Lawmakers look to further restrict teen drivers’ use of mobile devices
There are already a number of laws on the books in various states designed to thwart so-called distracted driving and teens and texting. But one California lawmaker thinks those laws must change to keep up with technological developments.
Under current California law, drivers younger than 18 are already prohibited from talking on their mobile phones, even if they use a hands-free device or mobile service device. Another state law already prohibits texting while driving.
But California state Sen. Cathleen Galgiani (D-Stockton) recently introduced a bill supported by the California Assn. of Highway Patrol that would go further to stop teens from texting.
SB 194 “clarifies provisions of existing law related to the prohibition against teen (under 18 years of age) texting while driving to include new technologies, even if equipped with a voice-operated device,” according to a fact sheet released by Galgiani’s chief of staff, Trent Hager.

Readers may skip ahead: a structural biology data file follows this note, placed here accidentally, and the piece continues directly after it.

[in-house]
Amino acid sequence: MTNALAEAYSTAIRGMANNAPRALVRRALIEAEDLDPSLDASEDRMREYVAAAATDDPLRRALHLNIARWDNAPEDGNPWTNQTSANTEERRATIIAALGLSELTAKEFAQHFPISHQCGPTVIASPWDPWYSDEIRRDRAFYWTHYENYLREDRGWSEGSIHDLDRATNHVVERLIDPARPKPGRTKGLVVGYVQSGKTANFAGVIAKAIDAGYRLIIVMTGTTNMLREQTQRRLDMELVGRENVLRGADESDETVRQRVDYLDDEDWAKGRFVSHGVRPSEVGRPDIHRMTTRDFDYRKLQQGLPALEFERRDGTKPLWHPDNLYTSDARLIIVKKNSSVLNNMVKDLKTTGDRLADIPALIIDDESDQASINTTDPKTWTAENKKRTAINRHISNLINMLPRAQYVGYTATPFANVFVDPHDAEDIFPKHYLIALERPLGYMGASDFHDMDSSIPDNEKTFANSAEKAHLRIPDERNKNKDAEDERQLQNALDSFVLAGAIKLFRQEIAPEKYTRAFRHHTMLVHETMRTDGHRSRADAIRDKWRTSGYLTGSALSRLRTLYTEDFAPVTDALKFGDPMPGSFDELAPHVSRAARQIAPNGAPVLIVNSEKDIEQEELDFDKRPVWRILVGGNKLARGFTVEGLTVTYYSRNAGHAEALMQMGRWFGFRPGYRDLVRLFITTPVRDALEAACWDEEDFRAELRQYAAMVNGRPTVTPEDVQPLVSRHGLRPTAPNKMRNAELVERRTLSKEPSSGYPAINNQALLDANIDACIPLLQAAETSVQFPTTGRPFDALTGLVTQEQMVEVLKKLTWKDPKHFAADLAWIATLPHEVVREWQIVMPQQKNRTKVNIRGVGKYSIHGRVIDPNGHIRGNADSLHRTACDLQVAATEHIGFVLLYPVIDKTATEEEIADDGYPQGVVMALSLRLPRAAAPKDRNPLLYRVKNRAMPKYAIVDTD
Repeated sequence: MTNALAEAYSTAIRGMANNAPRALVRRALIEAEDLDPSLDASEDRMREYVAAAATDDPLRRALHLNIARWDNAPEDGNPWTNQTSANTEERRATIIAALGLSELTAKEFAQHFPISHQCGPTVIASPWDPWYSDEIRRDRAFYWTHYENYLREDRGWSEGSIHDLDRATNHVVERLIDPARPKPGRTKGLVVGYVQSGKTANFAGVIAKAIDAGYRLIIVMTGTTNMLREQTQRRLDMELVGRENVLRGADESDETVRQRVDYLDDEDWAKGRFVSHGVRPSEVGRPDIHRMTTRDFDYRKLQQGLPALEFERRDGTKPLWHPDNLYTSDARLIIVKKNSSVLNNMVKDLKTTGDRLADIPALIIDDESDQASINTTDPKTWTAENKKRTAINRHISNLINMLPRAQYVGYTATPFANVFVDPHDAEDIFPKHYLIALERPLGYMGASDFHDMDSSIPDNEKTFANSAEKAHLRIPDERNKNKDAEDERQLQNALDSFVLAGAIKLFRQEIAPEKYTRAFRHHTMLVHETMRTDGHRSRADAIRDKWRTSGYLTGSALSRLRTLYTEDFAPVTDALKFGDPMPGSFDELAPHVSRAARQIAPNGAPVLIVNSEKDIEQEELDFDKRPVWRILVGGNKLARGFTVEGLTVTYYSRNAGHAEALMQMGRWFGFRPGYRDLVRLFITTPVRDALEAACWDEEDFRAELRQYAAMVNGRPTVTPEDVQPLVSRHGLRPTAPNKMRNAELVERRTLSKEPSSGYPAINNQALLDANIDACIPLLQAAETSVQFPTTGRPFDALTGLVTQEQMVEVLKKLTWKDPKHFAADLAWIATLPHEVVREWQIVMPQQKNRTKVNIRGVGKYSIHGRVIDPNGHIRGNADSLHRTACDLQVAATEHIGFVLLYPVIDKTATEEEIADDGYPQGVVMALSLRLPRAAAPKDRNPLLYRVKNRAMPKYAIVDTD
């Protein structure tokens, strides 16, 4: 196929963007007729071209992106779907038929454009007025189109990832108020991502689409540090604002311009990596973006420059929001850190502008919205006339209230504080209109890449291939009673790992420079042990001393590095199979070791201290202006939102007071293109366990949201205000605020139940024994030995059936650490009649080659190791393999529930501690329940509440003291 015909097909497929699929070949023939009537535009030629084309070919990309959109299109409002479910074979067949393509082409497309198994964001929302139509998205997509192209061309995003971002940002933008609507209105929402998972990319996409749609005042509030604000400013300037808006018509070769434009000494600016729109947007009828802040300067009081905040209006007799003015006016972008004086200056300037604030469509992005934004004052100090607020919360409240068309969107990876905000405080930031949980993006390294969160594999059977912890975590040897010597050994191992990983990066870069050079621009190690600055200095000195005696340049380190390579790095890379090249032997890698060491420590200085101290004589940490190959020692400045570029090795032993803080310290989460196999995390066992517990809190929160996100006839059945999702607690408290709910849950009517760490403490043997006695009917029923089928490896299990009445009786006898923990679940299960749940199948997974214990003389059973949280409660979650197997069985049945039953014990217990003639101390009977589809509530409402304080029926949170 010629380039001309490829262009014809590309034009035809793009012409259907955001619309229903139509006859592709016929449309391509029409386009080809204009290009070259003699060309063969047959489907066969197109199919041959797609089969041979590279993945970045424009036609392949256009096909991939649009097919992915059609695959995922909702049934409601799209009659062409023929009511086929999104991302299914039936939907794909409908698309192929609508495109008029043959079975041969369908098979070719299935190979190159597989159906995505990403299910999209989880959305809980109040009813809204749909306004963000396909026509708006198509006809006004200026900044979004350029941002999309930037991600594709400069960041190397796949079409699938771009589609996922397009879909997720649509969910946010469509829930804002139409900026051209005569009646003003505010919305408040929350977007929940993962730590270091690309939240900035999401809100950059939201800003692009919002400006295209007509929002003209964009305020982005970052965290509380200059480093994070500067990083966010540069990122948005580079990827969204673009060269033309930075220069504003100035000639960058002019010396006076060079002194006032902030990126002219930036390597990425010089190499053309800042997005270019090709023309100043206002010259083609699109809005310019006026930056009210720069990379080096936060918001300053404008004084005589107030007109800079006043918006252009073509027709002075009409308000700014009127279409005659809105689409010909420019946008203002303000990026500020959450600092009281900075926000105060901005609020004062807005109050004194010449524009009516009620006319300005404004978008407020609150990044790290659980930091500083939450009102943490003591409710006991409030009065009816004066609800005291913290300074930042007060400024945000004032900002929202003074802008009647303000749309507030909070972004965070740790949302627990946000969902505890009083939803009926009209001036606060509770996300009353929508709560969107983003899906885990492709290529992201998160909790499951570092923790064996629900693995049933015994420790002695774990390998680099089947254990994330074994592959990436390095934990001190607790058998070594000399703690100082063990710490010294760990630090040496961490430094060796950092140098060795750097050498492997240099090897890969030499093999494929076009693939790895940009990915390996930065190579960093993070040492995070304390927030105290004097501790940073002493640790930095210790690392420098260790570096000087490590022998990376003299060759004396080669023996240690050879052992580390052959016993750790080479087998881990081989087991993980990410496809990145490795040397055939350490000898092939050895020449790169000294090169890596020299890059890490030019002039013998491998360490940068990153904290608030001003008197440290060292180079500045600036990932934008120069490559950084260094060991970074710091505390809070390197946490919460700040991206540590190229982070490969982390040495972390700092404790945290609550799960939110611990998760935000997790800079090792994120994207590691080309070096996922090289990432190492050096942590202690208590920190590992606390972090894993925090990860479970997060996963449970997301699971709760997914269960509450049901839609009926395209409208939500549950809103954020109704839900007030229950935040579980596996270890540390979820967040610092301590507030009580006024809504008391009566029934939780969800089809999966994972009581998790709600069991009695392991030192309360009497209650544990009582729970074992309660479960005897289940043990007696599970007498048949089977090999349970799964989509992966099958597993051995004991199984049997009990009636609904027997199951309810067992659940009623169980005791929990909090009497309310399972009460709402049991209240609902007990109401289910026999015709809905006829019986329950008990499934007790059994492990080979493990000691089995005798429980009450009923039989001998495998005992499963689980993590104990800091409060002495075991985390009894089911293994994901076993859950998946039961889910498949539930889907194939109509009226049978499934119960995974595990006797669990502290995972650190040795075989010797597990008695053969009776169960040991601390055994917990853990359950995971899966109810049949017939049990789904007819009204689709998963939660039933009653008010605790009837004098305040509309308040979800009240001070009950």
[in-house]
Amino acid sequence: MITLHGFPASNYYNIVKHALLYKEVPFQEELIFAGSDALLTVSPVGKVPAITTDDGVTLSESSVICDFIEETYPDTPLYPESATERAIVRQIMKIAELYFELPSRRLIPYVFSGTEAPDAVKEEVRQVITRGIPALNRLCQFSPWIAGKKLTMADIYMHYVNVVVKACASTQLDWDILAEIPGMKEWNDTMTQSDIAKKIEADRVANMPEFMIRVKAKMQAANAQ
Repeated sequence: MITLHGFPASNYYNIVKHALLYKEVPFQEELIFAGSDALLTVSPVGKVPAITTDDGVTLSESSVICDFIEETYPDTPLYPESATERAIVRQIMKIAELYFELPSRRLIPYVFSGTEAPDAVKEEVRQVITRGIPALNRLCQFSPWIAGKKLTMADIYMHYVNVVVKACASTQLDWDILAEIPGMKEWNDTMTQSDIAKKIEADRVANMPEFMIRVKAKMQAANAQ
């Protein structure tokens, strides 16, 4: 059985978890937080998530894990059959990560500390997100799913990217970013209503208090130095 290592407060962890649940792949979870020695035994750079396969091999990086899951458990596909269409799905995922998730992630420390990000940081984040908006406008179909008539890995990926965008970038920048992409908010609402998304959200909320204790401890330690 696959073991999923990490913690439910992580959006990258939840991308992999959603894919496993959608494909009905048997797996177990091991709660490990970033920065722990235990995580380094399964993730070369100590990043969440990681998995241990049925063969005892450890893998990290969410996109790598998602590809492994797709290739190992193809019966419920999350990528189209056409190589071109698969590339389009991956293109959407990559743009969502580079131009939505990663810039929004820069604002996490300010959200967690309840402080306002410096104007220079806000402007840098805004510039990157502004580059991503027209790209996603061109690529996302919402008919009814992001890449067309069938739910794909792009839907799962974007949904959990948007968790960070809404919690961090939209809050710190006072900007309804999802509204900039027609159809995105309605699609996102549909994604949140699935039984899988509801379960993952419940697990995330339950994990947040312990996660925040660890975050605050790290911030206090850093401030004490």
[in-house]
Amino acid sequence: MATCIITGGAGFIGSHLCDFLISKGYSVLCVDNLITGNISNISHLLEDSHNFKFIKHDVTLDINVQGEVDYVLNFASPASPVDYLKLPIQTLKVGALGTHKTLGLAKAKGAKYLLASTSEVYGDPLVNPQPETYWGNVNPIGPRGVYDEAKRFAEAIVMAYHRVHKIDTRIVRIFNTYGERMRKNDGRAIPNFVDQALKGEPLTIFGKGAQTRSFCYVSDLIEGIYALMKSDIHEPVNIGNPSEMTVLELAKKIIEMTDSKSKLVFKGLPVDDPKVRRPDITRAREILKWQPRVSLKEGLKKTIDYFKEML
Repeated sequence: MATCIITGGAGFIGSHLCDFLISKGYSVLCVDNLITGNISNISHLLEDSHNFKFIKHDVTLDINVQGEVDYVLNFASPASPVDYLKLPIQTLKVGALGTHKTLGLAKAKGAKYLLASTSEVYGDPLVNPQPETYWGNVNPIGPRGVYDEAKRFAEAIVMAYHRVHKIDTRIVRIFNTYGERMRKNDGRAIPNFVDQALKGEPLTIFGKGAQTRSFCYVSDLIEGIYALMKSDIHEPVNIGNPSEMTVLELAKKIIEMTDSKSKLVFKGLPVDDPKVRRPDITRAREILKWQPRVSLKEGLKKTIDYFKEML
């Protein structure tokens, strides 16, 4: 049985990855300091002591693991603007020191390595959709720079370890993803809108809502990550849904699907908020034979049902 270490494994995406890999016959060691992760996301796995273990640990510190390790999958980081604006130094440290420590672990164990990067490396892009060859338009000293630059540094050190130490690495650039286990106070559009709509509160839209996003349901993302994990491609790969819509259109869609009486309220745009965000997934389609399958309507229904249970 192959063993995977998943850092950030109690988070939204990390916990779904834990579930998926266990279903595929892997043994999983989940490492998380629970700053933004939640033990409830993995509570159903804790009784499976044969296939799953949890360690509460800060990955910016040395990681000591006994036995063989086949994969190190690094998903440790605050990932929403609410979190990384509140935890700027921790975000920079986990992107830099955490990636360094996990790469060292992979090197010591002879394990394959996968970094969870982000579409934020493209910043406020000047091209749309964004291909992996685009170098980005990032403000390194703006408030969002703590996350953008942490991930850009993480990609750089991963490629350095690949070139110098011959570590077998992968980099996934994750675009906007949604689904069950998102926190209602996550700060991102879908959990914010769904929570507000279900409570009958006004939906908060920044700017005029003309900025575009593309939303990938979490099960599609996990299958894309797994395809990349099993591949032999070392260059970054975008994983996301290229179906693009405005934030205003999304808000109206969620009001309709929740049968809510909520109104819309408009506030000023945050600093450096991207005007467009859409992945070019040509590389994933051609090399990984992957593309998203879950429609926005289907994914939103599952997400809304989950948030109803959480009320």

SB 194 would broaden existing laws to cover any electronic wireless communications device.
This means the law would encompass relatively new additions to automotive technology such as Siri voice integration, which is being extended to more and more models this year.
It would also cover other hands-free options, such as Bluetooth voice buttons available on some car model steering columns that can be used to control paired devices.
“Driving a motor vehicle involves manual, visual and cognitive tasks,” the SB 194 fact sheet says.
“A hazardous situation occurs when teen drivers perform non-driving activities that divert their attention from the primary task of driving,” the fact sheet adds. “Distractions from using a voice-operated device endanger the driver and bystander safety.”
In Florida, one of the few states that still does not prohibit texting on mobile phones while driving, legislators are supposedly considering a ban.
In some states where teens and texting and other violations are already banned, some lawmakers say the penalties must be more severe.
Proposed legislation in Virginia would increase the fine for texting and driving from $20 to $250 for a first offense.
In Oregon, the penalty for driving and texting could increase from $500 to $2,000.